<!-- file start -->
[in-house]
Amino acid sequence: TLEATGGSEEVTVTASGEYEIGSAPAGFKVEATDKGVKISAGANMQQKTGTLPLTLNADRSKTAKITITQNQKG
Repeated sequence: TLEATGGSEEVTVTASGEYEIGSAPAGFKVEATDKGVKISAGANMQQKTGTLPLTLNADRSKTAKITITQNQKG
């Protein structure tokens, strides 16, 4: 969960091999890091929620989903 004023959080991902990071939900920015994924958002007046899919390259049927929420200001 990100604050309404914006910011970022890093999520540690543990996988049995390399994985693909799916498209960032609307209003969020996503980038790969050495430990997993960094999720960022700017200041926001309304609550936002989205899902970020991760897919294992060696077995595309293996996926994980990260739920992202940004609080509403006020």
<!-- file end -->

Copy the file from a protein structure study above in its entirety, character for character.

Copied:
[in-house]
Amino acid sequence: TLEATGGSEEVTVTASGEYEIGSAPAGFKVEATDKGVKISAGANMQQKTGTLPLTLNADRSKTAKITITQNQKG
Repeated sequence: TLEATGGSEEVTVTASGEYEIGSAPAGFKVEATDKGVKISAGANMQQKTGTLPLTLNADRSKTAKITITQNQKG
């Protein structure tokens, strides 16, 4: 969960091999890091929620989903 004023959080991902990071939900920015994924958002007046899919390259049927929420200001 990100604050309404914006910011970022890093999520540690543990996988049995390399994985693909799916498209960032609307209003969020996503980038790969050495430990997993960094999720960022700017200041926001309304609550936002989205899902970020991760897919294992060696077995595309293996996926994980990260739920992202940004609080509403006020």